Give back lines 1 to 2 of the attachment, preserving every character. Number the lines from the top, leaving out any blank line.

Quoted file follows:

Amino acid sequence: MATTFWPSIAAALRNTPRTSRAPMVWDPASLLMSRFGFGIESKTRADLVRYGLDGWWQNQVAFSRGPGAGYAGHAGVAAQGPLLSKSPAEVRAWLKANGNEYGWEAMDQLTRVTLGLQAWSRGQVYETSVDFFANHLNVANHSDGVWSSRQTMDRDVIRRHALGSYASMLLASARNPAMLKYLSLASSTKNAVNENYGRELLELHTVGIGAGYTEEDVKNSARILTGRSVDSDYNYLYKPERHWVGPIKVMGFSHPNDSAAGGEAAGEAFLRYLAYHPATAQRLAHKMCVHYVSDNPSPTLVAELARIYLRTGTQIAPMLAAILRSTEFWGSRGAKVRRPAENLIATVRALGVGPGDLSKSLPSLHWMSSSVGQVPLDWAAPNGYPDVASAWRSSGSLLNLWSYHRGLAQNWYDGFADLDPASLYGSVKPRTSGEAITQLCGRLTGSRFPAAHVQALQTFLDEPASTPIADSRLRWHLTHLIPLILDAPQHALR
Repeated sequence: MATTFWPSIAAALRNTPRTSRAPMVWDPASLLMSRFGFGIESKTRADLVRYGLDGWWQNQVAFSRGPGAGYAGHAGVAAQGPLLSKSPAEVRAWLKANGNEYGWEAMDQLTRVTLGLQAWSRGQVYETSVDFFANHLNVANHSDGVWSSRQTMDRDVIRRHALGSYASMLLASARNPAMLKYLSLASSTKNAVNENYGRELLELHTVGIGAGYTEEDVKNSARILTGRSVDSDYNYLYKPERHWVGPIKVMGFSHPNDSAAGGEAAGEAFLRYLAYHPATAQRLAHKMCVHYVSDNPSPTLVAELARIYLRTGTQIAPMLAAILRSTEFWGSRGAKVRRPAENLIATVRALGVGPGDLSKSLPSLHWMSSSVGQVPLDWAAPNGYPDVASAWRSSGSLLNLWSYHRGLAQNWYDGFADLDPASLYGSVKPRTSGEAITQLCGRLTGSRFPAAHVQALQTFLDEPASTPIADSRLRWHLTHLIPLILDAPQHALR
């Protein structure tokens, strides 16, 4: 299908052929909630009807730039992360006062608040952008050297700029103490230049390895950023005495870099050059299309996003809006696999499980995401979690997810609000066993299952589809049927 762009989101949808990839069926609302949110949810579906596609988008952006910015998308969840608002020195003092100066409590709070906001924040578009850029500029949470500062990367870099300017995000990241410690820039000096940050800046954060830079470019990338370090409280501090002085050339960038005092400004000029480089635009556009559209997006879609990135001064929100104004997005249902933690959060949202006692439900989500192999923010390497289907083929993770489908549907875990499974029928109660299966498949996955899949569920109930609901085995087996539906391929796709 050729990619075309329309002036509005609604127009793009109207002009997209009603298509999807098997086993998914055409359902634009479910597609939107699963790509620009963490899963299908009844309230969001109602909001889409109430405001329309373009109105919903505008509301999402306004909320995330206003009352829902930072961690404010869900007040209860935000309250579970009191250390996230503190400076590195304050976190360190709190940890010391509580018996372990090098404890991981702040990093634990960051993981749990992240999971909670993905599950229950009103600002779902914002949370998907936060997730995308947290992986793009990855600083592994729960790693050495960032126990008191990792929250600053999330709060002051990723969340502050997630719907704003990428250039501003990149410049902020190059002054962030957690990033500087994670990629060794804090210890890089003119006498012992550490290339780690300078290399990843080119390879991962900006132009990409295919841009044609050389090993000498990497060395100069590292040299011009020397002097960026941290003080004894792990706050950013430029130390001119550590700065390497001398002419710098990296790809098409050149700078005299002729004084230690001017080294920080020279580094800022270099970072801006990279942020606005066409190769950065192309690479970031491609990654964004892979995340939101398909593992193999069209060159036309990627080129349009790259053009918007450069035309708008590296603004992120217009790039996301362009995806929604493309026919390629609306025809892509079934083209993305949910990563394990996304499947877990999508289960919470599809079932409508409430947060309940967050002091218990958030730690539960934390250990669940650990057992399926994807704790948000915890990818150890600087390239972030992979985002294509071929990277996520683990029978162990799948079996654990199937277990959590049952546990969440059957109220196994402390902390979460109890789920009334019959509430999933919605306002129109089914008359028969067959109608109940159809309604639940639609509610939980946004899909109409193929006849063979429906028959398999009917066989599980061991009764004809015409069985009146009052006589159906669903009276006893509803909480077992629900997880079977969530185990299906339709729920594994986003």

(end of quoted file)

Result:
Amino acid sequence: MATTFWPSIAAALRNTPRTSRAPMVWDPASLLMSRFGFGIESKTRADLVRYGLDGWWQNQVAFSRGPGAGYAGHAGVAAQGPLLSKSPAEVRAWLKANGNEYGWEAMDQLTRVTLGLQAWSRGQVYETSVDFFANHLNVANHSDGVWSSRQTMDRDVIRRHALGSYASMLLASARNPAMLKYLSLASSTKNAVNENYGRELLELHTVGIGAGYTEEDVKNSARILTGRSVDSDYNYLYKPERHWVGPIKVMGFSHPNDSAAGGEAAGEAFLRYLAYHPATAQRLAHKMCVHYVSDNPSPTLVAELARIYLRTGTQIAPMLAAILRSTEFWGSRGAKVRRPAENLIATVRALGVGPGDLSKSLPSLHWMSSSVGQVPLDWAAPNGYPDVASAWRSSGSLLNLWSYHRGLAQNWYDGFADLDPASLYGSVKPRTSGEAITQLCGRLTGSRFPAAHVQALQTFLDEPASTPIADSRLRWHLTHLIPLILDAPQHALR
Repeated sequence: MATTFWPSIAAALRNTPRTSRAPMVWDPASLLMSRFGFGIESKTRADLVRYGLDGWWQNQVAFSRGPGAGYAGHAGVAAQGPLLSKSPAEVRAWLKANGNEYGWEAMDQLTRVTLGLQAWSRGQVYETSVDFFANHLNVANHSDGVWSSRQTMDRDVIRRHALGSYASMLLASARNPAMLKYLSLASSTKNAVNENYGRELLELHTVGIGAGYTEEDVKNSARILTGRSVDSDYNYLYKPERHWVGPIKVMGFSHPNDSAAGGEAAGEAFLRYLAYHPATAQRLAHKMCVHYVSDNPSPTLVAELARIYLRTGTQIAPMLAAILRSTEFWGSRGAKVRRPAENLIATVRALGVGPGDLSKSLPSLHWMSSSVGQVPLDWAAPNGYPDVASAWRSSGSLLNLWSYHRGLAQNWYDGFADLDPASLYGSVKPRTSGEAITQLCGRLTGSRFPAAHVQALQTFLDEPASTPIADSRLRWHLTHLIPLILDAPQHALR